What is it?

Neuralgia (from the Greek words neuron, nerve and algos, pain) is a sharp, shocking pain that follows the path of a nerve and is due to irritation or damage to the nerve.
In most cases, the nerve inflammation is not caused by a pathological process, but by irritation and transient causes.
There are several forms of neuralgia:

  • Trigeminal neuralgia (TN) involves the trigeminal nerve in the head. This nerve has three branches that send signals from the brain to the face, mouth, teeth, and nose;
  • Sciatica is nerve pain in the leg that is caused by irritation and/or compression of the sciatic nerve. Sciatica originates in the lower back, radiates deep into the buttock, and travels down the leg.
  • Postherpetic neuralgia (PHN) is a complication of shingles infection (also called herpes zoster). Shingles is caused by the reactivation of the varicella-zoster virus, which is the same virus that causes chickenpox.
  • Glossopharyngeal neuralgia is a relatively rare condition characterized by severe, paroxysmal episodes of pain localized to the external ear canal, the base of the tongue, the tonsil or the area beneath the angle of the jaw.


The underlying causes of neuralgia are different:

  • Genetic predisposition;
  • Metabolic disorders;
  • Trauma;
  • Compressions;
  • Infectious pathologies.


The symptoms associated with neuralgia, regardless of the area of ​​onset, are very characteristic:

  • Continuous, stabbing and burning pain;
  • Sometimes the pain is accentuated by coughing, temperature changes or poor posture.


The treatment for neuralgia can also be pharmacological, with drugs with anticonvulsant, muscle relaxant and antidepressant action.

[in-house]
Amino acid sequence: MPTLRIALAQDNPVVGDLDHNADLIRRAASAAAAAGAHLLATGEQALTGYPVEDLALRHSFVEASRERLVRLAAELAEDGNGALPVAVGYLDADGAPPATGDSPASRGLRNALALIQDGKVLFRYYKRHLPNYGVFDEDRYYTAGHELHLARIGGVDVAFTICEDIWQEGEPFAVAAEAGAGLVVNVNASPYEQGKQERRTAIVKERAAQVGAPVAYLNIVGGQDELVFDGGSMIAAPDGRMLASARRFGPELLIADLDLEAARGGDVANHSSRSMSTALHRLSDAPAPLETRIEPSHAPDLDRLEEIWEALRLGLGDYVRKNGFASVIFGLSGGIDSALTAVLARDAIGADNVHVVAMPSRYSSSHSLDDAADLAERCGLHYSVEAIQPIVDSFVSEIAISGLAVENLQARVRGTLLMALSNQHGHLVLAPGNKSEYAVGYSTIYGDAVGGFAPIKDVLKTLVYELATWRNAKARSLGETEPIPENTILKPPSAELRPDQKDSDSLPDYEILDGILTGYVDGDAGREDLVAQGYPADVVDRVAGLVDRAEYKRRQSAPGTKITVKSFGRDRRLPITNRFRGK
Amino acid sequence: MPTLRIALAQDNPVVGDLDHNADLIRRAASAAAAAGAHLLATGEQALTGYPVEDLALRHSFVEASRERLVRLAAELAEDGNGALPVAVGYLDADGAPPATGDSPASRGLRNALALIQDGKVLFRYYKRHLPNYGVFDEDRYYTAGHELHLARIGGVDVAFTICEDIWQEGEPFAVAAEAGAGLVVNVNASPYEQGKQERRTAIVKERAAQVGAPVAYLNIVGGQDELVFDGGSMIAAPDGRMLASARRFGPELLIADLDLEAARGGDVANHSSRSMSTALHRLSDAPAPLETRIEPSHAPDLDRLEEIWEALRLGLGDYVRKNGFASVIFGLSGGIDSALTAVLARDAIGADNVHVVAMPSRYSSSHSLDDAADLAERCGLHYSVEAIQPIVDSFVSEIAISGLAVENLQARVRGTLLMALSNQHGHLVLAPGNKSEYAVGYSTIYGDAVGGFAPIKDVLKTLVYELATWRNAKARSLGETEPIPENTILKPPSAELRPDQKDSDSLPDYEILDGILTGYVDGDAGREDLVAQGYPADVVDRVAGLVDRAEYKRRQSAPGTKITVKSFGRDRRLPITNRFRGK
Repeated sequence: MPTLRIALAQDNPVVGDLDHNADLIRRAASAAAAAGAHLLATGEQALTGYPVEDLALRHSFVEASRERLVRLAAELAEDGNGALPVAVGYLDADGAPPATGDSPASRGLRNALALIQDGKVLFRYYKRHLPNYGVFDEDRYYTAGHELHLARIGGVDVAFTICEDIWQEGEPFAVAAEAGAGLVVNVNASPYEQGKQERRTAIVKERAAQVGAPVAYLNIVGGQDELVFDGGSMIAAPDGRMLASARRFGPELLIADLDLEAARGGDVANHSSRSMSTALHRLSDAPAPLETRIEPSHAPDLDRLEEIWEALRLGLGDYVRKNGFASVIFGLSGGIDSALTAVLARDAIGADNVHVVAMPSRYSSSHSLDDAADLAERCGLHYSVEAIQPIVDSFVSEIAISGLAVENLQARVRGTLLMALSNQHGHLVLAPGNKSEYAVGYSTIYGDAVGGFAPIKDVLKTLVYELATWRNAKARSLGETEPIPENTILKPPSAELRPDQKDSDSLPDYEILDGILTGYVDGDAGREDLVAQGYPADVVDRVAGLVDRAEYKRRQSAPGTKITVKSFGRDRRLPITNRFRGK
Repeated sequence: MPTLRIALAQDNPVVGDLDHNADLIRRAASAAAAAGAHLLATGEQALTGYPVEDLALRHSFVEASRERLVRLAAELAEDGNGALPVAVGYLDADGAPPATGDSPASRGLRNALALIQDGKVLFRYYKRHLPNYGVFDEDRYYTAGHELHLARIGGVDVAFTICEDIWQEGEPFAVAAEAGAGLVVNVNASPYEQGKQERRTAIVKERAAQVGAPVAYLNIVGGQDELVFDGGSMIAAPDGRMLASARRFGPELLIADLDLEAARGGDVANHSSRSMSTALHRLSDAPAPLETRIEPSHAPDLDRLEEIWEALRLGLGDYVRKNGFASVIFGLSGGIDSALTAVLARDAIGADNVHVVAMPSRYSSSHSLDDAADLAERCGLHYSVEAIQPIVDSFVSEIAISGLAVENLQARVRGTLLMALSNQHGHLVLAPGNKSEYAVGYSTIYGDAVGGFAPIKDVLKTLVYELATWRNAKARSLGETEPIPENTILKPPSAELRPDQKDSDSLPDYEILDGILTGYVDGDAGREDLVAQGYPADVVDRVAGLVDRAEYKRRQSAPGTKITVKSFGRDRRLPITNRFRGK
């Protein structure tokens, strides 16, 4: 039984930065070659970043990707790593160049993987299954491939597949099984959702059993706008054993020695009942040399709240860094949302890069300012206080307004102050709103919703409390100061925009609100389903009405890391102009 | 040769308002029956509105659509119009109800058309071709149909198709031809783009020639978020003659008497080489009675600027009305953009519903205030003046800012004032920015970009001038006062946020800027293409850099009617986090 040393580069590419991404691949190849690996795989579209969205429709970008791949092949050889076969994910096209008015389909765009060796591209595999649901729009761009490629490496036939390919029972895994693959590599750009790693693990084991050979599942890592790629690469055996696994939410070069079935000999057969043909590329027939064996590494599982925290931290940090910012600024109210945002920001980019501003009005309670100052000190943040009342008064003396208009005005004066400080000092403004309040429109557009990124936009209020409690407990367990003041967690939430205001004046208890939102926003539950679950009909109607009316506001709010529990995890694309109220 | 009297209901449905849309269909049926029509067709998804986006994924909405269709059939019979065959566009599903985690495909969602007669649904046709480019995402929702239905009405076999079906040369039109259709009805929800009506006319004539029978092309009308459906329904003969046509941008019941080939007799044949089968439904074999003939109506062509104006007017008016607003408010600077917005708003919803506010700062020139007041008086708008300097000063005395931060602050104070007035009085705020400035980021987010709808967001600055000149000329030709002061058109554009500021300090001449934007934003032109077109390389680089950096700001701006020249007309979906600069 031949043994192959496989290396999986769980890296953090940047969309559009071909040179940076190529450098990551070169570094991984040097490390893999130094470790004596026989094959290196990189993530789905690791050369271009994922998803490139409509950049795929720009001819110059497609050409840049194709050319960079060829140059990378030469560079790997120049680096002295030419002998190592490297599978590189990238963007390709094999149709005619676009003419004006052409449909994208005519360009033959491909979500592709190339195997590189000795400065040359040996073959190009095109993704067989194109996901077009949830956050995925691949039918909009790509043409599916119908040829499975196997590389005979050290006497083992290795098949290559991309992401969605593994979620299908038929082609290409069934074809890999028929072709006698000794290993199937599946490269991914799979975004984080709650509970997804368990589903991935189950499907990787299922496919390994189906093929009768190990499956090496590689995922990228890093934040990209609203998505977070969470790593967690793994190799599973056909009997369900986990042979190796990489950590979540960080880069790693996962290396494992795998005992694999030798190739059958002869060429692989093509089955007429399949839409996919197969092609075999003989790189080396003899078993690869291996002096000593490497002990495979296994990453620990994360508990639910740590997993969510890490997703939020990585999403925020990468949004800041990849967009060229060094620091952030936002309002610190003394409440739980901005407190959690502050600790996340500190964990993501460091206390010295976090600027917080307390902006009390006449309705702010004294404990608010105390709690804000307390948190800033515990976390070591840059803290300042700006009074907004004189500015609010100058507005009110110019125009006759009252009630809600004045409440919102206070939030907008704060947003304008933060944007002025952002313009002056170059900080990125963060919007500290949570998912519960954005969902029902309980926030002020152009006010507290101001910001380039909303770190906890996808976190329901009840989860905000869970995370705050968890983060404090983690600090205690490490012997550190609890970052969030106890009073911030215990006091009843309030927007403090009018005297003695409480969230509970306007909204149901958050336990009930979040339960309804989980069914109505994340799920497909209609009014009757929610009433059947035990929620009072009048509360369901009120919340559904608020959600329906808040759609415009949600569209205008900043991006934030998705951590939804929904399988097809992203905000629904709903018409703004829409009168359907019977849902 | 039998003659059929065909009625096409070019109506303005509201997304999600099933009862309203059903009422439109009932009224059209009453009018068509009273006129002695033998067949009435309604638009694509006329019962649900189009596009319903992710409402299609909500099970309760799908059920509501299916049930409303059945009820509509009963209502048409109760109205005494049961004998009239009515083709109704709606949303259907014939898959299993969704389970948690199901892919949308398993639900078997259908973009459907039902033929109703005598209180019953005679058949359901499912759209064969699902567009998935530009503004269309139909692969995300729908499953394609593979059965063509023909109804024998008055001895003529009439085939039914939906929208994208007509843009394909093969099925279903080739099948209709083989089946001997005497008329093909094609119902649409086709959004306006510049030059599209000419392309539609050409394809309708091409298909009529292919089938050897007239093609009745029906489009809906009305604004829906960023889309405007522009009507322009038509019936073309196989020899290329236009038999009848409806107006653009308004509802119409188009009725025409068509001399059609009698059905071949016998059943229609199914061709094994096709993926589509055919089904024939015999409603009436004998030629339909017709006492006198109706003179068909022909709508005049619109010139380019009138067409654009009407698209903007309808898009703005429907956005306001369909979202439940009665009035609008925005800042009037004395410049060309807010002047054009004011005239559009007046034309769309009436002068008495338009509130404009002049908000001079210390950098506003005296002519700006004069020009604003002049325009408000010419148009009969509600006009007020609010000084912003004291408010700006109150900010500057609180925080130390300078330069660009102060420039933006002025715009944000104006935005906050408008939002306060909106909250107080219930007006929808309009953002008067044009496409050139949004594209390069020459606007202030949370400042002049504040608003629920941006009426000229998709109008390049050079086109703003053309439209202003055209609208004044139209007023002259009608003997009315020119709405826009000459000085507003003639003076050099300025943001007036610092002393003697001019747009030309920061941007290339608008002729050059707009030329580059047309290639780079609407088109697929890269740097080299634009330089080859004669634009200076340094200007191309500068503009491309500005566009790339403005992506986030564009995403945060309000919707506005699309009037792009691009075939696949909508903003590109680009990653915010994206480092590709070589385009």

Although it must be said that drug therapy in most cases is addictive, i.e. the patient no longer responds to its effects over time.
In any case, there is also surgical treatment that aims to eliminate the underlying causes of neuralgia, by acting on the blood vessels that compress the trigeminal nerve or on the nerve cells responsible for pain.
An alternative strategy can be an intravenous injection of glycerol, which damages the trigeminal nerve, relieving the sensation of pain.
Either acupuncture or electrical nerve stimulation techniques.

Natural remedies for neuralgia

There are several natural remedies that we can use as a cure for neuralgia:

  • La spiraea has a strong anti-inflammatory action and mimics the action of antipyretic and analgesic drugs;
  • Willow has strong pain relieving properties;
  • Elderberry also has strong pain-relieving actions;
  • Bach flowers promote healing from inflammatory processes.


A diet to prevent neuralgia must be an anti-inflammatory diet, rich in vitamins, minerals and based on a healthy and natural lifestyle.
Prefer whole grains, legumes, white meat, vegetables and seasonal fruit.
Absolutely avoid inflammatory foods such as cured meats, cheeses, milk derivatives, alcohol, coffee, sugary drinks and all packaged products of industrial origin.
It is absolutely important to introduce foods rich in omega 3 and omega 6, such as oily fish and oil seeds such as sunflower, flax, pumpkin and sesame, olive oil and wheat germ and cold pressed flax oil.